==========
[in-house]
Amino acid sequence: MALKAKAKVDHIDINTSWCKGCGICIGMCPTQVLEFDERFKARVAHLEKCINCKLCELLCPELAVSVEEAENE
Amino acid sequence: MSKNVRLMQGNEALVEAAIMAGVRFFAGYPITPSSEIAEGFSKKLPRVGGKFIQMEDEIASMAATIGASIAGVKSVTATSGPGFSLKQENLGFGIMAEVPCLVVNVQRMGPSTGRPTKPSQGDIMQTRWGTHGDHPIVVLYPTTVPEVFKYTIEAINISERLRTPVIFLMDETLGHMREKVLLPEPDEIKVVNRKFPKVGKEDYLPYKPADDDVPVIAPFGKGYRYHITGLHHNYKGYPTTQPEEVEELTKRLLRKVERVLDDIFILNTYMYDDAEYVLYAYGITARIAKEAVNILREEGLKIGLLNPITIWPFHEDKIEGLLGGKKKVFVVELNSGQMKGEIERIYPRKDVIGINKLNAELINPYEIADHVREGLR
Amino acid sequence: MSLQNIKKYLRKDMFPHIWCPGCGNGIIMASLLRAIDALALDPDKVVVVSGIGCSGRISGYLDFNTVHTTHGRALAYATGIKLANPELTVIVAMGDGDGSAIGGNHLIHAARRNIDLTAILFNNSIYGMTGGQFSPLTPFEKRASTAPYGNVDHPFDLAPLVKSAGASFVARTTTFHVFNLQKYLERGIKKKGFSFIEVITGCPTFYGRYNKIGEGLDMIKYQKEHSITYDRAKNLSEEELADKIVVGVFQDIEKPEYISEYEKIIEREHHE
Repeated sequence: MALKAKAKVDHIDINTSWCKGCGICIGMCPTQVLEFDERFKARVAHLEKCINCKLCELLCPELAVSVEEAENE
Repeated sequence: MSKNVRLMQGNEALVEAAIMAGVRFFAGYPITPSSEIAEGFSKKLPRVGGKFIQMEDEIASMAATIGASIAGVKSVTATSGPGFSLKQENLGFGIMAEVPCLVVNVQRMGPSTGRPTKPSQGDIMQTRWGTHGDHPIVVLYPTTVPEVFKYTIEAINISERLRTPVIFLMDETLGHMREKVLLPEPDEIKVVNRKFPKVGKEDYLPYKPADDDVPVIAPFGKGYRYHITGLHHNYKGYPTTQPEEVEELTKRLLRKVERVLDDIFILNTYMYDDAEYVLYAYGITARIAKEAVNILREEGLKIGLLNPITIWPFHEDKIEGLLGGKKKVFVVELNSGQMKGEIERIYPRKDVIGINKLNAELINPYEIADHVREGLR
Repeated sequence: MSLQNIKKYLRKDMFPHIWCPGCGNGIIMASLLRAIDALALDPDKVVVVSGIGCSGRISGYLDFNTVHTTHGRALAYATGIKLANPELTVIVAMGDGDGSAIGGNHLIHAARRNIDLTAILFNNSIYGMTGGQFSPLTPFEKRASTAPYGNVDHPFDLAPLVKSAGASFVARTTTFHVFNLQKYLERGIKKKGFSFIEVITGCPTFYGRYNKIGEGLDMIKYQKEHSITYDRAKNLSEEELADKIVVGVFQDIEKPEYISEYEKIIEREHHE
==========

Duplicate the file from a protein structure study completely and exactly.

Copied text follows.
[in-house]
Amino acid sequence: MALKAKAKVDHIDINTSWCKGCGICIGMCPTQVLEFDERFKARVAHLEKCINCKLCELLCPELAVSVEEAENE
Amino acid sequence: MSKNVRLMQGNEALVEAAIMAGVRFFAGYPITPSSEIAEGFSKKLPRVGGKFIQMEDEIASMAATIGASIAGVKSVTATSGPGFSLKQENLGFGIMAEVPCLVVNVQRMGPSTGRPTKPSQGDIMQTRWGTHGDHPIVVLYPTTVPEVFKYTIEAINISERLRTPVIFLMDETLGHMREKVLLPEPDEIKVVNRKFPKVGKEDYLPYKPADDDVPVIAPFGKGYRYHITGLHHNYKGYPTTQPEEVEELTKRLLRKVERVLDDIFILNTYMYDDAEYVLYAYGITARIAKEAVNILREEGLKIGLLNPITIWPFHEDKIEGLLGGKKKVFVVELNSGQMKGEIERIYPRKDVIGINKLNAELINPYEIADHVREGLR
Amino acid sequence: MSLQNIKKYLRKDMFPHIWCPGCGNGIIMASLLRAIDALALDPDKVVVVSGIGCSGRISGYLDFNTVHTTHGRALAYATGIKLANPELTVIVAMGDGDGSAIGGNHLIHAARRNIDLTAILFNNSIYGMTGGQFSPLTPFEKRASTAPYGNVDHPFDLAPLVKSAGASFVARTTTFHVFNLQKYLERGIKKKGFSFIEVITGCPTFYGRYNKIGEGLDMIKYQKEHSITYDRAKNLSEEELADKIVVGVFQDIEKPEYISEYEKIIEREHHE
Repeated sequence: MALKAKAKVDHIDINTSWCKGCGICIGMCPTQVLEFDERFKARVAHLEKCINCKLCELLCPELAVSVEEAENE
Repeated sequence: MSKNVRLMQGNEALVEAAIMAGVRFFAGYPITPSSEIAEGFSKKLPRVGGKFIQMEDEIASMAATIGASIAGVKSVTATSGPGFSLKQENLGFGIMAEVPCLVVNVQRMGPSTGRPTKPSQGDIMQTRWGTHGDHPIVVLYPTTVPEVFKYTIEAINISERLRTPVIFLMDETLGHMREKVLLPEPDEIKVVNRKFPKVGKEDYLPYKPADDDVPVIAPFGKGYRYHITGLHHNYKGYPTTQPEEVEELTKRLLRKVERVLDDIFILNTYMYDDAEYVLYAYGITARIAKEAVNILREEGLKIGLLNPITIWPFHEDKIEGLLGGKKKVFVVELNSGQMKGEIERIYPRKDVIGINKLNAELINPYEIADHVREGLR
Repeated sequence: MSLQNIKKYLRKDMFPHIWCPGCGNGIIMASLLRAIDALALDPDKVVVVSGIGCSGRISGYLDFNTVHTTHGRALAYATGIKLANPELTVIVAMGDGDGSAIGGNHLIHAARRNIDLTAILFNNSIYGMTGGQFSPLTPFEKRASTAPYGNVDHPFDLAPLVKSAGASFVARTTTFHVFNLQKYLERGIKKKGFSFIEVITGCPTFYGRYNKIGEGLDMIKYQKEHSITYDRAKNLSEEELADKIVVGVFQDIEKPEYISEYEKIIEREHHE